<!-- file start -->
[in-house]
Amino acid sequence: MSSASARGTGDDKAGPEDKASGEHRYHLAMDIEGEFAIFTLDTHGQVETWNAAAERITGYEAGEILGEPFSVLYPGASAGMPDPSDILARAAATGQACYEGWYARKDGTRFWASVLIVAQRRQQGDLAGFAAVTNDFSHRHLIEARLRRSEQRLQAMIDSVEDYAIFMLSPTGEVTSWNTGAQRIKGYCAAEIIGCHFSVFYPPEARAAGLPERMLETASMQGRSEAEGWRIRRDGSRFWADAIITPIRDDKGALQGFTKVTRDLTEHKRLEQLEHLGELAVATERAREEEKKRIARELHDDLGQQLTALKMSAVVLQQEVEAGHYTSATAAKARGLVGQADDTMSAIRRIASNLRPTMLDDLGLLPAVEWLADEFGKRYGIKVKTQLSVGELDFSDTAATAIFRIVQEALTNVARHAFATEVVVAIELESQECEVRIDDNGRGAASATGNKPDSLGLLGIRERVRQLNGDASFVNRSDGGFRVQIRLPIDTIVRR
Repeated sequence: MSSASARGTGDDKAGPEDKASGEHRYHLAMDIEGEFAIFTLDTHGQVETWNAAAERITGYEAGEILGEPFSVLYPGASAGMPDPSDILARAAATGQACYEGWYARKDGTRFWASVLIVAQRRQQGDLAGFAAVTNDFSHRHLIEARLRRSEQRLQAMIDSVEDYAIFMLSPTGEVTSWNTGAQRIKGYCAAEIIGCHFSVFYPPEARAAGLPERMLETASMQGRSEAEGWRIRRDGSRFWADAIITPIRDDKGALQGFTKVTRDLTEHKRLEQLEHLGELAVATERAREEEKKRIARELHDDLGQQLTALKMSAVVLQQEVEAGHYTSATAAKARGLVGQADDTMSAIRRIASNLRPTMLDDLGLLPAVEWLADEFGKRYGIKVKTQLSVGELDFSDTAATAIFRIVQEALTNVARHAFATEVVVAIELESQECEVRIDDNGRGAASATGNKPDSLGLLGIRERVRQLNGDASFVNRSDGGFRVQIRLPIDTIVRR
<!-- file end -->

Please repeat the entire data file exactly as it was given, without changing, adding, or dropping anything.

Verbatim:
[in-house]
Amino acid sequence: MSSASARGTGDDKAGPEDKASGEHRYHLAMDIEGEFAIFTLDTHGQVETWNAAAERITGYEAGEILGEPFSVLYPGASAGMPDPSDILARAAATGQACYEGWYARKDGTRFWASVLIVAQRRQQGDLAGFAAVTNDFSHRHLIEARLRRSEQRLQAMIDSVEDYAIFMLSPTGEVTSWNTGAQRIKGYCAAEIIGCHFSVFYPPEARAAGLPERMLETASMQGRSEAEGWRIRRDGSRFWADAIITPIRDDKGALQGFTKVTRDLTEHKRLEQLEHLGELAVATERAREEEKKRIARELHDDLGQQLTALKMSAVVLQQEVEAGHYTSATAAKARGLVGQADDTMSAIRRIASNLRPTMLDDLGLLPAVEWLADEFGKRYGIKVKTQLSVGELDFSDTAATAIFRIVQEALTNVARHAFATEVVVAIELESQECEVRIDDNGRGAASATGNKPDSLGLLGIRERVRQLNGDASFVNRSDGGFRVQIRLPIDTIVRR
Repeated sequence: MSSASARGTGDDKAGPEDKASGEHRYHLAMDIEGEFAIFTLDTHGQVETWNAAAERITGYEAGEILGEPFSVLYPGASAGMPDPSDILARAAATGQACYEGWYARKDGTRFWASVLIVAQRRQQGDLAGFAAVTNDFSHRHLIEARLRRSEQRLQAMIDSVEDYAIFMLSPTGEVTSWNTGAQRIKGYCAAEIIGCHFSVFYPPEARAAGLPERMLETASMQGRSEAEGWRIRRDGSRFWADAIITPIRDDKGALQGFTKVTRDLTEHKRLEQLEHLGELAVATERAREEEKKRIARELHDDLGQQLTALKMSAVVLQQEVEAGHYTSATAAKARGLVGQADDTMSAIRRIASNLRPTMLDDLGLLPAVEWLADEFGKRYGIKVKTQLSVGELDFSDTAATAIFRIVQEALTNVARHAFATEVVVAIELESQECEVRIDDNGRGAASATGNKPDSLGLLGIRERVRQLNGDASFVNRSDGGFRVQIRLPIDTIVRR